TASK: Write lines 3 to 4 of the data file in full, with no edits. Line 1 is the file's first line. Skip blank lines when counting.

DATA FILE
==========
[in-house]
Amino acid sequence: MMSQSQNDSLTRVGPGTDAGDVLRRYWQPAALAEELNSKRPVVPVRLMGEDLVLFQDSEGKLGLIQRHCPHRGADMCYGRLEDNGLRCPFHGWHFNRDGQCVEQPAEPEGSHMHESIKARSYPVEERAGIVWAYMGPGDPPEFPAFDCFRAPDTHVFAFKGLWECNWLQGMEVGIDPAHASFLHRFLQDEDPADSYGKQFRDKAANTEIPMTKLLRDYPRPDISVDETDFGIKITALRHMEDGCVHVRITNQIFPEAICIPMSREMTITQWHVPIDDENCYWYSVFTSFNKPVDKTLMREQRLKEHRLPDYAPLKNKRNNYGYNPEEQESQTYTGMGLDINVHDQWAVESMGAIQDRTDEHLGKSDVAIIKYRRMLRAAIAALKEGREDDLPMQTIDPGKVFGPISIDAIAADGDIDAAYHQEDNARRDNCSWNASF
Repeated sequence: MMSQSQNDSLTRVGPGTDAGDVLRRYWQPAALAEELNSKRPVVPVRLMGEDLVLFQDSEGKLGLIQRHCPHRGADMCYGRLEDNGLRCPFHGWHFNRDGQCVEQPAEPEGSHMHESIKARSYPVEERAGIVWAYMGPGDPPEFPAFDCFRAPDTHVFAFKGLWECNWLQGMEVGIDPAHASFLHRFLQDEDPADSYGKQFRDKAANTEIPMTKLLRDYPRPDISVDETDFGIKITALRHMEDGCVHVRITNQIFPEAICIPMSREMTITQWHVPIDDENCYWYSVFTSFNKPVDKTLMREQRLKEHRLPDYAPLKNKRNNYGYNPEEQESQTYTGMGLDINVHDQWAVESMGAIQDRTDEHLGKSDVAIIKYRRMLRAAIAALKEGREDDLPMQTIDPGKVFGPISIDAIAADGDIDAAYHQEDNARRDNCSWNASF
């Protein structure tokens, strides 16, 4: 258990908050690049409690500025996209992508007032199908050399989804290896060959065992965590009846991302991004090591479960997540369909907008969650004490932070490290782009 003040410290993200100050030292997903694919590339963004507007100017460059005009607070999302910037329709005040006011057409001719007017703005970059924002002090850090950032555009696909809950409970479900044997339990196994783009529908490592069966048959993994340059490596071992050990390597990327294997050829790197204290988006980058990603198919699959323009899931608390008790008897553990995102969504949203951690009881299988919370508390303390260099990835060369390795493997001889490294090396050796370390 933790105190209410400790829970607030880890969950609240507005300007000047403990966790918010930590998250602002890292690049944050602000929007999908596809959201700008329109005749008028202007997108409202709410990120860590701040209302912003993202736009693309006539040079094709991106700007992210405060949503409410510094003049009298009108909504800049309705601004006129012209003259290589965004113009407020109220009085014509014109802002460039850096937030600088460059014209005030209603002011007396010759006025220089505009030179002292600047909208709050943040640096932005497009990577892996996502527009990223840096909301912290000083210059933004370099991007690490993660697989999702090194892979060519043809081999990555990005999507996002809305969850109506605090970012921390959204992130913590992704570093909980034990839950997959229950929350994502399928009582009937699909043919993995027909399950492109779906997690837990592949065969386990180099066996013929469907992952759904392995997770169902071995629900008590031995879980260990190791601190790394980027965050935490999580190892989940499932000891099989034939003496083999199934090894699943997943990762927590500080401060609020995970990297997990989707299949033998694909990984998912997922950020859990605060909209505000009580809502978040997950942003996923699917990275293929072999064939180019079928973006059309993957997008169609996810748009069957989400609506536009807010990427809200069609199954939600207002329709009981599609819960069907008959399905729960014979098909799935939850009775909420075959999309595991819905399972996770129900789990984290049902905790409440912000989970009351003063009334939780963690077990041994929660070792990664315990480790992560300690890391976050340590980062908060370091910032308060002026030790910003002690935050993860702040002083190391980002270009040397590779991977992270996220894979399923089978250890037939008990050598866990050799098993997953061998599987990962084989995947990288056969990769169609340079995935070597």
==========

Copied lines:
Repeated sequence: MMSQSQNDSLTRVGPGTDAGDVLRRYWQPAALAEELNSKRPVVPVRLMGEDLVLFQDSEGKLGLIQRHCPHRGADMCYGRLEDNGLRCPFHGWHFNRDGQCVEQPAEPEGSHMHESIKARSYPVEERAGIVWAYMGPGDPPEFPAFDCFRAPDTHVFAFKGLWECNWLQGMEVGIDPAHASFLHRFLQDEDPADSYGKQFRDKAANTEIPMTKLLRDYPRPDISVDETDFGIKITALRHMEDGCVHVRITNQIFPEAICIPMSREMTITQWHVPIDDENCYWYSVFTSFNKPVDKTLMREQRLKEHRLPDYAPLKNKRNNYGYNPEEQESQTYTGMGLDINVHDQWAVESMGAIQDRTDEHLGKSDVAIIKYRRMLRAAIAALKEGREDDLPMQTIDPGKVFGPISIDAIAADGDIDAAYHQEDNARRDNCSWNASF
């Protein structure tokens, strides 16, 4: 258990908050690049409690500025996209992508007032199908050399989804290896060959065992965590009846991302991004090591479960997540369909907008969650004490932070490290782009 003040410290993200100050030292997903694919590339963004507007100017460059005009607070999302910037329709005040006011057409001719007017703005970059924002002090850090950032555009696909809950409970479900044997339990196994783009529908490592069966048959993994340059490596071992050990390597990327294997050829790197204290988006980058990603198919699959323009899931608390008790008897553990995102969504949203951690009881299988919370508390303390260099990835060369390795493997001889490294090396050796370390 933790105190209410400790829970607030880890969950609240507005300007000047403990966790918010930590998250602002890292690049944050602000929007999908596809959201700008329109005749008028202007997108409202709410990120860590701040209302912003993202736009693309006539040079094709991106700007992210405060949503409410510094003049009298009108909504800049309705601004006129012209003259290589965004113009407020109220009085014509014109802002460039850096937030600088460059014209005030209603002011007396010759006025220089505009030179002292600047909208709050943040640096932005497009990577892996996502527009990223840096909301912290000083210059933004370099991007690490993660697989999702090194892979060519043809081999990555990005999507996002809305969850109506605090970012921390959204992130913590992704570093909980034990839950997959229950929350994502399928009582009937699909043919993995027909399950492109779906997690837990592949065969386990180099066996013929469907992952759904392995997770169902071995629900008590031995879980260990190791601190790394980027965050935490999580190892989940499932000891099989034939003496083999199934090894699943997943990762927590500080401060609020995970990297997990989707299949033998694909990984998912997922950020859990605060909209505000009580809502978040997950942003996923699917990275293929072999064939180019079928973006059309993957997008169609996810748009069957989400609506536009807010990427809200069609199954939600207002329709009981599609819960069907008959399905729960014979098909799935939850009775909420075959999309595991819905399972996770129900789990984290049902905790409440912000989970009351003063009334939780963690077990041994929660070792990664315990480790992560300690890391976050340590980062908060370091910032308060002026030790910003002690935050993860702040002083190391980002270009040397590779991977992270996220894979399923089978250890037939008990050598866990050799098993997953061998599987990962084989995947990288056969990769169609340079995935070597």